Mark Wood, Senior Director of Communications at Pomona College, recently oversaw the team that designed and built Pomona’s new web site, which launched on Monday. Mark is also an executive editor and art director and designer for Pomona College Magazine.
TSL: What was the biggest debate the team had while redesigning the Pomona College web site?
MW: The biggest debate was probably what to do with the home page. Some wanted to keep it very simple; others wanted to make sure it was rich with possibilities. We ended up trying to strike a balance—trying to keep it visually simple while offering a range of fairly complex interactive experiences. But of course, even after we settled on the five-pane format, we had to figure out which five to include out of the dozens of possibilities we came up with. In the end, it was the interactivity of the site that allowed us to strike what I think is a good balance.
TSL: You called this redesign “Pomona 3.0” in an article for last week’s TSL. What got left out that you want to see in Pomona 4.0?
MW: Actually, one of my colleagues, Whitney Hengesbach, called it that, but I agree. And as another of my colleagues, Laura Tiffany, pointed out, we couldn’t have imagined some of the things we’re doing in this web just a few years ago, so why would we expect to know what Pomona 4.0 will contain? But I guess if I had to answer, I would say one thing would be a seamless integration with the college portal, and another would be a mobile version of our web. Those may sound a bit boring, but either would be a good step.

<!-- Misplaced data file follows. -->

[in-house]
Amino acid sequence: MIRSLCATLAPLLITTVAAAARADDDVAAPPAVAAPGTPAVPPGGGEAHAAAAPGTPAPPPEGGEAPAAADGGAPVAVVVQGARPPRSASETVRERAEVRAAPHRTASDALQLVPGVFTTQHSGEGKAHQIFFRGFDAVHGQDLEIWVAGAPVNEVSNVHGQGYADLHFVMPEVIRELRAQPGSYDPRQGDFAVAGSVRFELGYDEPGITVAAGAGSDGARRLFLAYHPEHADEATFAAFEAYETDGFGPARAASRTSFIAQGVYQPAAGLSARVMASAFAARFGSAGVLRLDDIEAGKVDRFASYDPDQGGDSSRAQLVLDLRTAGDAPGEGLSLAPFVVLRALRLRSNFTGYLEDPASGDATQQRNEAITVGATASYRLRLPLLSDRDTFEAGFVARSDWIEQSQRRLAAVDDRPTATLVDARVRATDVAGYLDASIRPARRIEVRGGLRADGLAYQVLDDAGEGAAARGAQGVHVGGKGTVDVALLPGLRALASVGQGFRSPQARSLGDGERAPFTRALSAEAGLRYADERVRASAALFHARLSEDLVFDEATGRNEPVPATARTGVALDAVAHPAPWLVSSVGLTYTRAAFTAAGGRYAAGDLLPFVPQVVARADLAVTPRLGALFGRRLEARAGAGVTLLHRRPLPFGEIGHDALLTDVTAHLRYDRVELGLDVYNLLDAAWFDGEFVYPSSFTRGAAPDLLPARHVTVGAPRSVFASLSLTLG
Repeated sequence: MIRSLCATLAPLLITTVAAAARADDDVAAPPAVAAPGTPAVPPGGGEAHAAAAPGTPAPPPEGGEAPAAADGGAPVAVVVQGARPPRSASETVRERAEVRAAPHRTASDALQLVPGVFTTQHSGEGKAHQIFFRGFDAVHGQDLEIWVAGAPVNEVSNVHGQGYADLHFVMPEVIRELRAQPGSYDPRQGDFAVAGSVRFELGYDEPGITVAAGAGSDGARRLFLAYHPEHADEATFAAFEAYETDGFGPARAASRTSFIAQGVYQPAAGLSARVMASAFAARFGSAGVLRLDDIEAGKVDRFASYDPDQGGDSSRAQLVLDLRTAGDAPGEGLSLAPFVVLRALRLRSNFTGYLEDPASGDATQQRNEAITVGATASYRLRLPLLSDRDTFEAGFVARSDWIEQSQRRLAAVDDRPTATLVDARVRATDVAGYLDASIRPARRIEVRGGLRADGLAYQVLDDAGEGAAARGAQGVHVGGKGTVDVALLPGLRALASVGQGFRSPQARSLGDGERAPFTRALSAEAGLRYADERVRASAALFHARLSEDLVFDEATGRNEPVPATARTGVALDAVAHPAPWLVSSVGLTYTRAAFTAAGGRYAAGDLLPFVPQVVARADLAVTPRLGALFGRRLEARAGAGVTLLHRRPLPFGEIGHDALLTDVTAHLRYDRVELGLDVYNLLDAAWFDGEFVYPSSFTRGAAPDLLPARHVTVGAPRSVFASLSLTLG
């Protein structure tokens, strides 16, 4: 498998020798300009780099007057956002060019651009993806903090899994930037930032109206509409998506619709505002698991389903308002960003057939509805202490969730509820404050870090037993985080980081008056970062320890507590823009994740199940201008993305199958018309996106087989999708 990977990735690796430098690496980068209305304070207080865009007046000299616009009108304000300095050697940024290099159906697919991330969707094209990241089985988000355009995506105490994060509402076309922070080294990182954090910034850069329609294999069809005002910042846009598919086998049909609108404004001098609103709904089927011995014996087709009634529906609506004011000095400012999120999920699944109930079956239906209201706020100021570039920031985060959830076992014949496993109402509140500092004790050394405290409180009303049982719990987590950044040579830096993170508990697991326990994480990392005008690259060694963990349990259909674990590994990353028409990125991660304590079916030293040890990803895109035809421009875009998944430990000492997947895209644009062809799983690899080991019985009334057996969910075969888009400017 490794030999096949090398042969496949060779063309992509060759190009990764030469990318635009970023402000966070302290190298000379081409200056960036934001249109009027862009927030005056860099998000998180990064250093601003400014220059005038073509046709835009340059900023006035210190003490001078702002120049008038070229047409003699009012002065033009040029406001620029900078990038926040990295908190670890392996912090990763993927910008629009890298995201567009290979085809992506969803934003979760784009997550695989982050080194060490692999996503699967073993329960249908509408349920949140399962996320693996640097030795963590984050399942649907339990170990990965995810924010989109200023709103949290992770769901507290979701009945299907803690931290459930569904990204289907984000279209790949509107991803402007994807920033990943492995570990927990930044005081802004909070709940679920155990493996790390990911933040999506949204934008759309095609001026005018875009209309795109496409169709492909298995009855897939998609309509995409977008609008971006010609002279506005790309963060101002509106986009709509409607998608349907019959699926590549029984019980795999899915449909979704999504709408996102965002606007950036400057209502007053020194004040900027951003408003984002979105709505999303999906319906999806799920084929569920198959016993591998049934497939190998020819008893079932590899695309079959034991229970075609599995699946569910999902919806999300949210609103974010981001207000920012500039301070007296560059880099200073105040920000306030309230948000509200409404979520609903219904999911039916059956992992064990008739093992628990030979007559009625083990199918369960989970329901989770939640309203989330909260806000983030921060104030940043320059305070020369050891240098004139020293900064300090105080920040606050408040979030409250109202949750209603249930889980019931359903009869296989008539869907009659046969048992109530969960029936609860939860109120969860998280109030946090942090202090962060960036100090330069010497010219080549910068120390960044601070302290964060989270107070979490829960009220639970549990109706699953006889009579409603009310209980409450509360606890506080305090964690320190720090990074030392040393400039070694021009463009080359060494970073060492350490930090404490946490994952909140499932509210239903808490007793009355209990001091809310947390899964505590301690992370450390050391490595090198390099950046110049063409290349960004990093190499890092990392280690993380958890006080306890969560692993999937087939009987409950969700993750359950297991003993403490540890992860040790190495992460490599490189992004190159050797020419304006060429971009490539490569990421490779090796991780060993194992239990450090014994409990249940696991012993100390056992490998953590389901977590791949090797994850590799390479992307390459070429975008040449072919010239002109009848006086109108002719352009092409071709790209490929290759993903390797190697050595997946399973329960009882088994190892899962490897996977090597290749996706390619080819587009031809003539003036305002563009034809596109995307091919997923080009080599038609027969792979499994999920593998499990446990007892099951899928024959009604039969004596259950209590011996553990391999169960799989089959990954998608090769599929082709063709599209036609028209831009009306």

TSL: In the process of redesigning the web site, did you scout out other school’s web sites? Which was your favorite?
MW: Each of us had different favorites. My own favorites were a couple that used some version of the multi-pane approach that we eventually adopted. Notre Dame is one. The other was Boston University, but they subsequently scrapped that design for something much less interactive. Go figure.
TSL: President Obama revolutionized campaigning with his use of the Internet to both communicate and fundraise. How is Pomona changing the way colleges present themselves on the internet? In short, how is Pomona College similar to Barack Obama? Ideally, your answer would be related to the Internet, but it doesn’t have to be.
MW: I don’t think we’re doing anything that revolutionary. We simply wanted to find a way to combine simplicity of form with richness of function and to offer visitors—especially prospective students—a variety of interesting and interactive ways of learning about the college right on the home page.
TSL: Finish the sentence: By the dawn of the 22nd century, Pomona’s web presence will include…
MW: If I have trouble imagining Pomona 4.0, how can I possibly imagine Pomona 40.0? Maybe by 2100 it will be a true “virtual tour” of the college in which the visitor can actually interact with the people who are here. But in all likelihood, if anyone were to look back at that suggestion in 2100, it would be like reading one of those old sci-fi books from the ‘40s where people in 1990 are rocketing around among the planets and navigating with the use of slide-rules. Revolutionary technologies do happen, but usually not the ones we expect.